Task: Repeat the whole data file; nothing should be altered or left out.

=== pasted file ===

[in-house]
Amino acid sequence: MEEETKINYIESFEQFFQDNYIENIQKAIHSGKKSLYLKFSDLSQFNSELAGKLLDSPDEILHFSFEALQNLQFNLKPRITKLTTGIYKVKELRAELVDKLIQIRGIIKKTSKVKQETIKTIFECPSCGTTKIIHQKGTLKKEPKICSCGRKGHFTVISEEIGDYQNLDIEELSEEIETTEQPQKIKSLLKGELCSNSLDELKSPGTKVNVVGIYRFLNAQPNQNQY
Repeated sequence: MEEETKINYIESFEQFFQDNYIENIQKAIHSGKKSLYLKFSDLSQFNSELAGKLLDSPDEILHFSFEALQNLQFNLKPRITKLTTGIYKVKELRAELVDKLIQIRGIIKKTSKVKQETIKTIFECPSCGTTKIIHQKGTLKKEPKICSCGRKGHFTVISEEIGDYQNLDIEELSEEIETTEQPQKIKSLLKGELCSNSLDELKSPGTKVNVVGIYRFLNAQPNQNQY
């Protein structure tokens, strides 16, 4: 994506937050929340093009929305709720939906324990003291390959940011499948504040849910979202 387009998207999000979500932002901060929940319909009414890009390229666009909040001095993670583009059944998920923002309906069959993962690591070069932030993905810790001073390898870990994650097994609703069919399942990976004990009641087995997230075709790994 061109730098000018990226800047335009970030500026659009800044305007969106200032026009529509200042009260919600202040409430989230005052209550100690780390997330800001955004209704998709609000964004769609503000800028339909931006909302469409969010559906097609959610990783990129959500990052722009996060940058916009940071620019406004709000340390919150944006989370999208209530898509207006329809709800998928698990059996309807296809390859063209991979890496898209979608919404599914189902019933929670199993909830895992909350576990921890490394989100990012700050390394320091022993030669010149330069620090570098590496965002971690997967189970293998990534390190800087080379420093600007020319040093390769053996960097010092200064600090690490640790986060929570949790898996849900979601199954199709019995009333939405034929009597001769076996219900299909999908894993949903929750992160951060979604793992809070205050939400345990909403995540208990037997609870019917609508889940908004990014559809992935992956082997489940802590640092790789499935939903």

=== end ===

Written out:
[in-house]
Amino acid sequence: MEEETKINYIESFEQFFQDNYIENIQKAIHSGKKSLYLKFSDLSQFNSELAGKLLDSPDEILHFSFEALQNLQFNLKPRITKLTTGIYKVKELRAELVDKLIQIRGIIKKTSKVKQETIKTIFECPSCGTTKIIHQKGTLKKEPKICSCGRKGHFTVISEEIGDYQNLDIEELSEEIETTEQPQKIKSLLKGELCSNSLDELKSPGTKVNVVGIYRFLNAQPNQNQY
Repeated sequence: MEEETKINYIESFEQFFQDNYIENIQKAIHSGKKSLYLKFSDLSQFNSELAGKLLDSPDEILHFSFEALQNLQFNLKPRITKLTTGIYKVKELRAELVDKLIQIRGIIKKTSKVKQETIKTIFECPSCGTTKIIHQKGTLKKEPKICSCGRKGHFTVISEEIGDYQNLDIEELSEEIETTEQPQKIKSLLKGELCSNSLDELKSPGTKVNVVGIYRFLNAQPNQNQY
């Protein structure tokens, strides 16, 4: 994506937050929340093009929305709720939906324990003291390959940011499948504040849910979202 387009998207999000979500932002901060929940319909009414890009390229666009909040001095993670583009059944998920923002309906069959993962690591070069932030993905810790001073390898870990994650097994609703069919399942990976004990009641087995997230075709790994 061109730098000018990226800047335009970030500026659009800044305007969106200032026009529509200042009260919600202040409430989230005052209550100690780390997330800001955004209704998709609000964004769609503000800028339909931006909302469409969010559906097609959610990783990129959500990052722009996060940058916009940071620019406004709000340390919150944006989370999208209530898509207006329809709800998928698990059996309807296809390859063209991979890496898209979608919404599914189902019933929670199993909830895992909350576990921890490394989100990012700050390394320091022993030669010149330069620090570098590496965002971690997967189970293998990534390190800087080379420093600007020319040093390769053996960097010092200064600090690490640790986060929570949790898996849900979601199954199709019995009333939405034929009597001769076996219900299909999908894993949903929750992160951060979604793992809070205050939400345990909403995540208990037997609870019917609508889940908004990014559809992935992956082997489940802590640092790789499935939903």